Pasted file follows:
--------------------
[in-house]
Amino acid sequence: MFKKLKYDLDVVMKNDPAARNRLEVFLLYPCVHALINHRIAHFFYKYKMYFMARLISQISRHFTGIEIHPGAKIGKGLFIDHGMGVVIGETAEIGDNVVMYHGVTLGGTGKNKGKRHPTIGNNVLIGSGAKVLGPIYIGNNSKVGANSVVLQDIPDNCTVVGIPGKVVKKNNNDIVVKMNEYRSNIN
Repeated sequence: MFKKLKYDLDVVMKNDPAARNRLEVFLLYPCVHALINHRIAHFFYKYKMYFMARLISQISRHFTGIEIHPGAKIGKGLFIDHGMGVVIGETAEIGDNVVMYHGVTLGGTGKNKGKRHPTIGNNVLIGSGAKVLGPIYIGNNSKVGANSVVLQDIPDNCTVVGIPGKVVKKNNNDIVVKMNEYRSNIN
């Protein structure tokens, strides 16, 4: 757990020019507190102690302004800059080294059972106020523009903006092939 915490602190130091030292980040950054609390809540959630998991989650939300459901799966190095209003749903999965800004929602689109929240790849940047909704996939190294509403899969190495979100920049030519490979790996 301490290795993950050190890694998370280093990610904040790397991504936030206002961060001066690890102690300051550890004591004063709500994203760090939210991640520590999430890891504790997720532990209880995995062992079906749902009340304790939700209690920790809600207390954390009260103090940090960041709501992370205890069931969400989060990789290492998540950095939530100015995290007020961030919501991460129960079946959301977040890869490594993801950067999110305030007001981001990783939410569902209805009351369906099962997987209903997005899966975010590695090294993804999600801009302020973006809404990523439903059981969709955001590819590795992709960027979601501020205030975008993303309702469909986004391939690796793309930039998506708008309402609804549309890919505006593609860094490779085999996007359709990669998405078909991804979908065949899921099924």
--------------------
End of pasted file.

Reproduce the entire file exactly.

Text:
[in-house]
Amino acid sequence: MFKKLKYDLDVVMKNDPAARNRLEVFLLYPCVHALINHRIAHFFYKYKMYFMARLISQISRHFTGIEIHPGAKIGKGLFIDHGMGVVIGETAEIGDNVVMYHGVTLGGTGKNKGKRHPTIGNNVLIGSGAKVLGPIYIGNNSKVGANSVVLQDIPDNCTVVGIPGKVVKKNNNDIVVKMNEYRSNIN
Repeated sequence: MFKKLKYDLDVVMKNDPAARNRLEVFLLYPCVHALINHRIAHFFYKYKMYFMARLISQISRHFTGIEIHPGAKIGKGLFIDHGMGVVIGETAEIGDNVVMYHGVTLGGTGKNKGKRHPTIGNNVLIGSGAKVLGPIYIGNNSKVGANSVVLQDIPDNCTVVGIPGKVVKKNNNDIVVKMNEYRSNIN
């Protein structure tokens, strides 16, 4: 757990020019507190102690302004800059080294059972106020523009903006092939 915490602190130091030292980040950054609390809540959630998991989650939300459901799966190095209003749903999965800004929602689109929240790849940047909704996939190294509403899969190495979100920049030519490979790996 301490290795993950050190890694998370280093990610904040790397991504936030206002961060001066690890102690300051550890004591004063709500994203760090939210991640520590999430890891504790997720532990209880995995062992079906749902009340304790939700209690920790809600207390954390009260103090940090960041709501992370205890069931969400989060990789290492998540950095939530100015995290007020961030919501991460129960079946959301977040890869490594993801950067999110305030007001981001990783939410569902209805009351369906099962997987209903997005899966975010590695090294993804999600801009302020973006809404990523439903059981969709955001590819590795992709960027979601501020205030975008993303309702469909986004391939690796793309930039998506708008309402609804549309890919505006593609860094490779085999996007359709990669998405078909991804979908065949899921099924």